Investigators say missing Malaysian jet may have disintegrated in mid-air
International police agency Interpol confirmed that at least two passports recorded in its database as lost or stolen were used by passengers on the flight, raising suspicions of foul play.
An Interpol spokeswoman said a check of all documents used to board the plane had revealed more "suspect passports" that were being further investigated. She was unable to say how many, or from which country or countries.
Nearly 48 hours after the last contact with Flight MH370, mystery still surrounded its fate. Malaysia's air force chief said the Beijing-bound airliner may have turned back from its scheduled route before it vanished from radar screens.
"The fact that we are unable to find any debris so far appears to indicate that the aircraft is likely to have disintegrated at around 35,000 feet," a source involved in the investigations in Malaysia told Reuters.
If the plane had plunged intact from close to its cruising altitude, breaking up only on impact with the water, search teams would have expected to find a fairly concentrated pattern of debris, said the source, speaking on condition of anonymity because he was not authorised to discuss the investigation publicly.
Asked about the possibility of an explosion, such as a bomb, the source said there was no evidence yet of foul play and that the aircraft could have broken up due to mechanical causes.
Dozens of military and civilian vessels have been criss-crossing waters beneath the aircraft's flight path, but have found no confirmed trace of the lost plane, although oil slicks have been reported in the sea south of Vietnam and east of Malaysia.
The Civil Aviation Authority of Vietnam said on its website that a Vietnamese navy plane had spotted an object in the sea suspected of being part of the plane, but that it was too dark to be certain. Search planes were set to return to investigate the suspected debris at daybreak.
"The outcome so far is there is no sign of the aircraft," Malaysian civil aviation chief Azharuddin Abdul Rahman said.
"On the possibility of hijack, we are not ruling out any possibility," he told reporters.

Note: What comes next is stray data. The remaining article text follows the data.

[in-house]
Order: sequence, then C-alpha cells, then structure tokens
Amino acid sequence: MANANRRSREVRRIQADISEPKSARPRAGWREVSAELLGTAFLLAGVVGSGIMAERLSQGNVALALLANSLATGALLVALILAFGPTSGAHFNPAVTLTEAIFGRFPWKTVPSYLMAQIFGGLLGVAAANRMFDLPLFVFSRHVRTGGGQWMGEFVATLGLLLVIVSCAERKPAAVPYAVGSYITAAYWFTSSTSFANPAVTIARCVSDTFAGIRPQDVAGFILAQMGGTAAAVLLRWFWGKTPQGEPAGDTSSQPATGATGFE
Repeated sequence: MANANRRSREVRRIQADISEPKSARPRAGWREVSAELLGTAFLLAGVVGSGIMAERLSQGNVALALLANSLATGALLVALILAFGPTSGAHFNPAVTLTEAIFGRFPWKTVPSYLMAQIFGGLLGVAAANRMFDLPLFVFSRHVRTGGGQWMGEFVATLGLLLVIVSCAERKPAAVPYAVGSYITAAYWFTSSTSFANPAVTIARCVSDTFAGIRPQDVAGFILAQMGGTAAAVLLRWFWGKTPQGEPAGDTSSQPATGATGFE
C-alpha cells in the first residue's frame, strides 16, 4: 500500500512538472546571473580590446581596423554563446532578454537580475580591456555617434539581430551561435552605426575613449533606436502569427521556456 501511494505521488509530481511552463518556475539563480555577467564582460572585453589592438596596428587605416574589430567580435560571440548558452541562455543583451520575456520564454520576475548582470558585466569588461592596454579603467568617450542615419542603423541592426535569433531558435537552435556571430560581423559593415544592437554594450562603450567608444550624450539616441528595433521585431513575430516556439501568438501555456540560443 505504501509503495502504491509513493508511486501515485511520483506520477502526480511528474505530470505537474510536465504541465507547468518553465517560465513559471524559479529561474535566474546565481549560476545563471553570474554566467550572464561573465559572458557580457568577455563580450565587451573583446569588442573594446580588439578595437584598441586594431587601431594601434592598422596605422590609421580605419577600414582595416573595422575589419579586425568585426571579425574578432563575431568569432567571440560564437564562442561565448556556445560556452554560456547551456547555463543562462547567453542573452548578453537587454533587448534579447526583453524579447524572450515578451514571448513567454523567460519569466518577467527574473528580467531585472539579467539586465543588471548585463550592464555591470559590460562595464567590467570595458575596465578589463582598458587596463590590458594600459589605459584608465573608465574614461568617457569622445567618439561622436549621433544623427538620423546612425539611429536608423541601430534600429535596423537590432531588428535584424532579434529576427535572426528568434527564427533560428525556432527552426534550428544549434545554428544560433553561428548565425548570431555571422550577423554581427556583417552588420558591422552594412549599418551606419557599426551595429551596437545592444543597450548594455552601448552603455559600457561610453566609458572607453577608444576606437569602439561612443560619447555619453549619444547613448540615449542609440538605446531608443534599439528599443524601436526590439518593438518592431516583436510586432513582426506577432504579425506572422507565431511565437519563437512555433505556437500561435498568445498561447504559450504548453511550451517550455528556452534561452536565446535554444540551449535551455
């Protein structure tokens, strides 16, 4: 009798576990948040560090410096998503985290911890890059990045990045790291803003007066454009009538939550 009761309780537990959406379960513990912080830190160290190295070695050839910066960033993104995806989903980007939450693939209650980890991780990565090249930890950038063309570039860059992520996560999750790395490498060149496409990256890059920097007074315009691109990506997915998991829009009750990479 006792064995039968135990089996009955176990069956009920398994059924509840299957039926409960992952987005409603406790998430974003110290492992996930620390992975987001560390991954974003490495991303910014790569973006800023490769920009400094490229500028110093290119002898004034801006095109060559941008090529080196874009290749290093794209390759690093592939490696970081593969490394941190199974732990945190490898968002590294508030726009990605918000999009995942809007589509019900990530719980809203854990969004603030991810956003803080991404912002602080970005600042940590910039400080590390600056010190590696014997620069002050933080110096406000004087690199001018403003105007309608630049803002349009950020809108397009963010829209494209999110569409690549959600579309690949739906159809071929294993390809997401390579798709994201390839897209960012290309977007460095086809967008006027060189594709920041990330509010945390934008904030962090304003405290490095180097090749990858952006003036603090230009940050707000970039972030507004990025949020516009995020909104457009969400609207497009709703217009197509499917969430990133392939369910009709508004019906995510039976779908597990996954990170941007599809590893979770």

The Malaysian authorities said they were widening the search to cover vast swathes of sea around Malaysia and off Vietnam, and were investigating at least two passengers who were using false identity documents.
The passenger manifest issued by the airline included the names of two Europeans - Austrian Christian Kozel and Italian Luigi Maraldi - who, according to their foreign ministries, were not on the plane. Both had apparently had their passports stolen in Thailand during the past two years.
The BBC reported that the men falsely using their passports had purchased tickets together and were due to fly on to Europe from Beijing, meaning they did not have to apply for a Chinese visa and undergo further checks.
An employee at a travel agency in Pattaya, in Thailand, told reporters the two had purchased the tickets there.
The 11-year-old Boeing 777-200ER, powered by Rolls-Royce Trent engines, took off at 12:40 a.m. on Saturday(1640 GMT Friday) from Kuala Lumpur International Airport, with 227 passengers and 12 crew on board.
It last had contact with air traffic controllers 120 nautical miles off the east coast of the Malaysian town of Kota Bharu. Flight tracking website flightaware.com showed it flew northeast after takeoff, climbed to 35,000 ft (10,670 metres) and was still climbing when it vanished from tracking records.
The airline has said 14 nationalities were among the passengers, including at least 152 Chinese, 38 Malaysians, seven Indonesians, six Australians, five Indians, four French and three Americans.